Thursday, September 22, 2011

Gluten-Free Whole Grain Snacks: Cinnamon Applesauce Muffins

I promised a few of my gluten-free patients that I'd post this delicious and healthy Cinnamon Applesauce Muffin recipe, adapted from a recipe I got from the owner of Cooqi while sampling her pancakes at the gluten-free tasting last weekend at Mississippi Market. The Cooqi Pancake Mix is made of healthy gluten-free whole grains, like buckwheat flour and brown rice flour, distinguishing it from most other gluten-free mixes, which tend to be full of refined flours that can cause health problems. This muffin is a good source of protein and fiber, making it an awesome breakfast or snack. I made a bunch of these muffins and put the ones we didn't eat right away into the freezer so we could have a healthy snack ready whenever we need it, (and so that I wouldn't eat them all at once). Next time I am going to add walnuts and use a maple syrup/blackstrap molasses combo instead of brown sugar, just to make it an even healthier snack.

Another gluten-free whole grain snack that is actually ready-made (in case you don't have time to make muffins) is Thuro Bread. I am in love with the gluten-free bars made from gluten-free oats, amaranth, and coconut flour. Delightful.


Cinnamon Applesauce Muffins

1.5 cups Cooqi Pancake Mix
.5 cup almond meal
2 Tbs ground flax
2 tsp cinnamon
2 cups unsweetened applesauce
.5 cup oil (I used half coconut oil and half organic butter)
1/2 cup brown sugar (could substitute 1/3 cup maple syrup...or perhaps 1/3 cup of maple syrup/black strap molasses combo)
2 eggs
1 tsp vanilla

Preheat oven to 350 degrees F. Grease or line muffin pans. Mix dry ingredients in a bowl. Combine wet ingredients until blended. Mix in dry ingredients until smooth. Scoop batter into muffin pans and bake for 15-20 minutes, until inserted toothpick comes out clean.

Sunday, June 5, 2011

Words of Wisdom for Parents: The Gut, Microbes, and Poop

I recently came across this post from a lactation consultant in Paris, that beautifully describes a holistic approach to gastrointestinal health, starting with birth. At first glance, the title "The Gut, Microbes, and Poop" may make you uncertain whether you want to read on, but if you are about to become or already are a parent, this is worthwhile, because let's face it, poop is something all parents must learn to become very, very familar with, as it is a sign of your child's overall health and well-being. For the first few years, you will see most of this poop come and go. If you or your child have ever experienced any of the following conditions, this post is an absolute must-read: cradle cap, eczema, skin rashes, “baby acne”, a red ring around the anus, thrush, dark circles under the eyes, difficulty organizing states, cognitive delay, difficulty sleeping, poor appetite, poor growth, “colic”, “high-needs” behaviours, congestion, reflux, refusing the breast, arching at the breast, gassiness and infection. All of these can be improved dramatically by taking a naturopathic or holistic approach to optimizing digestion and uncovering possible food allergies.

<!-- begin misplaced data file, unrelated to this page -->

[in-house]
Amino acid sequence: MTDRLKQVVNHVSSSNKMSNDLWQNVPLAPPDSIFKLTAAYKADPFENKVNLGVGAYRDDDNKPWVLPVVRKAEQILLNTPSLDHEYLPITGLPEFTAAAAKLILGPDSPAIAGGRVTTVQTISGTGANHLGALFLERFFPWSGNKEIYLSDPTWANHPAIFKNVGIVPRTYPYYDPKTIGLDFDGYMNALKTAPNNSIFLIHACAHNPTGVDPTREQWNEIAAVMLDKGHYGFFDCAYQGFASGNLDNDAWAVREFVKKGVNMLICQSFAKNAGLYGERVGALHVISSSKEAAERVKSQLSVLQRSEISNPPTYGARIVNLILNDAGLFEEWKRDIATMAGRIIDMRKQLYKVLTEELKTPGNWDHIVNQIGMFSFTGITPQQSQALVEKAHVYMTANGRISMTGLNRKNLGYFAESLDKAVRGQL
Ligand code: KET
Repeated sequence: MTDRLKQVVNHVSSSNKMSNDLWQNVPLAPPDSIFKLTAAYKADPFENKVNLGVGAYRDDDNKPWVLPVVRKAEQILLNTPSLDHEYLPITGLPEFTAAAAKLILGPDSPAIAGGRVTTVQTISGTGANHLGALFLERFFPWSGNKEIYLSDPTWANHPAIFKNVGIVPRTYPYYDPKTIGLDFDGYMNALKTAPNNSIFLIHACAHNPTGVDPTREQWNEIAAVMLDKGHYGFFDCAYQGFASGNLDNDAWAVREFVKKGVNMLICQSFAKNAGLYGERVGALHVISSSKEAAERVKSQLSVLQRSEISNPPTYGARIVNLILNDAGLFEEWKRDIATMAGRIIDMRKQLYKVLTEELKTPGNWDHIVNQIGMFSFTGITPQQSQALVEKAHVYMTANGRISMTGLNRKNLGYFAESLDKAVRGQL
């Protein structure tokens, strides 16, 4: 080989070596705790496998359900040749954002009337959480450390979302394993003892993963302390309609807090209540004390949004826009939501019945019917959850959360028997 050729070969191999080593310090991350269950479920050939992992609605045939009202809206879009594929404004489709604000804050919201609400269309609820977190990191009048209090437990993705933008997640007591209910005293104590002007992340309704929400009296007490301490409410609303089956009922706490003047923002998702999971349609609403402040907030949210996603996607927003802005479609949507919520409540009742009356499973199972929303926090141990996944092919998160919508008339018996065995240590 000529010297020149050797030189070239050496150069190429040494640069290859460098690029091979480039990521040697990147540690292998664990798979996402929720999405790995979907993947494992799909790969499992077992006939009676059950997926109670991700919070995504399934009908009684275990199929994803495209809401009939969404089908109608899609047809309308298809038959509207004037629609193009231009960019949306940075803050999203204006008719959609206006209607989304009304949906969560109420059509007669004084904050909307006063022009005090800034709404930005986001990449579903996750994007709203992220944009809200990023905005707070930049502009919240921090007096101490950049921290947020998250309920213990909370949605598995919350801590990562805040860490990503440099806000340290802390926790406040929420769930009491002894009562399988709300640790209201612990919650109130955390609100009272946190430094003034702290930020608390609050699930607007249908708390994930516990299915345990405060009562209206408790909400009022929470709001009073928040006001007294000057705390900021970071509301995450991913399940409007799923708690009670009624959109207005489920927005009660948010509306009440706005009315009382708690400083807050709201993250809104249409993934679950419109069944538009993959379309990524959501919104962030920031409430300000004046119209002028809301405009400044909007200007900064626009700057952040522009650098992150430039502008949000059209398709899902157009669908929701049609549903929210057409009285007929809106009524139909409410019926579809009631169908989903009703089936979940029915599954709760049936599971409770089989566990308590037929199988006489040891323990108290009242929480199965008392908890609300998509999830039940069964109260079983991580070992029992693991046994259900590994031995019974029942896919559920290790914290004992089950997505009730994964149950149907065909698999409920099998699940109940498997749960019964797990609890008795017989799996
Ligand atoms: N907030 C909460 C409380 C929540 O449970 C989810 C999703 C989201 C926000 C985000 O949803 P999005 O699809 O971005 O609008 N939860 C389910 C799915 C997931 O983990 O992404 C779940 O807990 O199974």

Without further ado, here it is:

holisticIBCLC: The Gut, Microbes and Poop.: "There’s a topic I spend an inordinate amount of time thinking about. To the point that I think I may be obsessed. To put it into perspe..."

Thursday, May 19, 2011

Spring Detox Recipes


It has been a long winter in Minnesota and now that the weather is warmer, I can feel my body just craving the freshest foods it can get, which means it is time to break out my spring detox recipes. I have been absolutely loving this Spring Green Smoothie recipe from Tom and Ali, featuring the ever-so-healthy collard green, along with apple, pear, ginger, lemon juice, and mint. The recipe calls for kiwi, which I don't have on hand at the moment, so I've been substituting peach or mango with delightful results. What I especially like about the Spring Green Smoothie is that it does not have any dairy or dairy substitutes, which feel a little heavy to my body in this warmer weather. I threw in 10 soaked almonds yesterday to give it a little protein boost, and also added my probiotics and Vitamin C powder for an immune boost. I even got Miss Fiona (now 15 months) to drink up. Getting collard greens into my picky eater is a major accomplishment!

For light lunch or dinner fare, this Greek-style Chickpea and Quinoa Salad from The Brassica Diaries with mint, kalamata olives, and cucumber is so refreshing and soon to become a weekly staple on my menu due to how easy it is to make. In case you've never tried quinoa before, it is a gluten-free grain packed with protein and B-vitamins, making it a superfood in my book. FYI: it tastes best if you give it a rinse before you cook it.

Next on my list of favorite detoxifying food ideas: BEETS. I've been shredding raw beets in my food processor and adding liberally to salad greens. I've also been adding them to smoothies. I just found this Cherry Beet Detox Smoothie and can't wait to try it out.

By the way, have you heard of FruitShare? They deliver the freshest in-season organic fruit to your door and they are truly awesome. The Minnesota Association of Naturopathic Physicians is partnering with FruitShare to help raise funds to support Naturopathic Medicine in Minnesota - woo hoo! You can help by using the code "MNANP" when you order from FruitShare online. (Be sure to mention that Dr. Orchard referred you, because the doctor who raises the most money wins a free box o' fruit.) I am seriously going to order these cherries now so they get delivered at their peak freshness. What are you going to get to put in your spring detox smoothie?

Sunday, February 6, 2011

Healthy Cupcakes! What?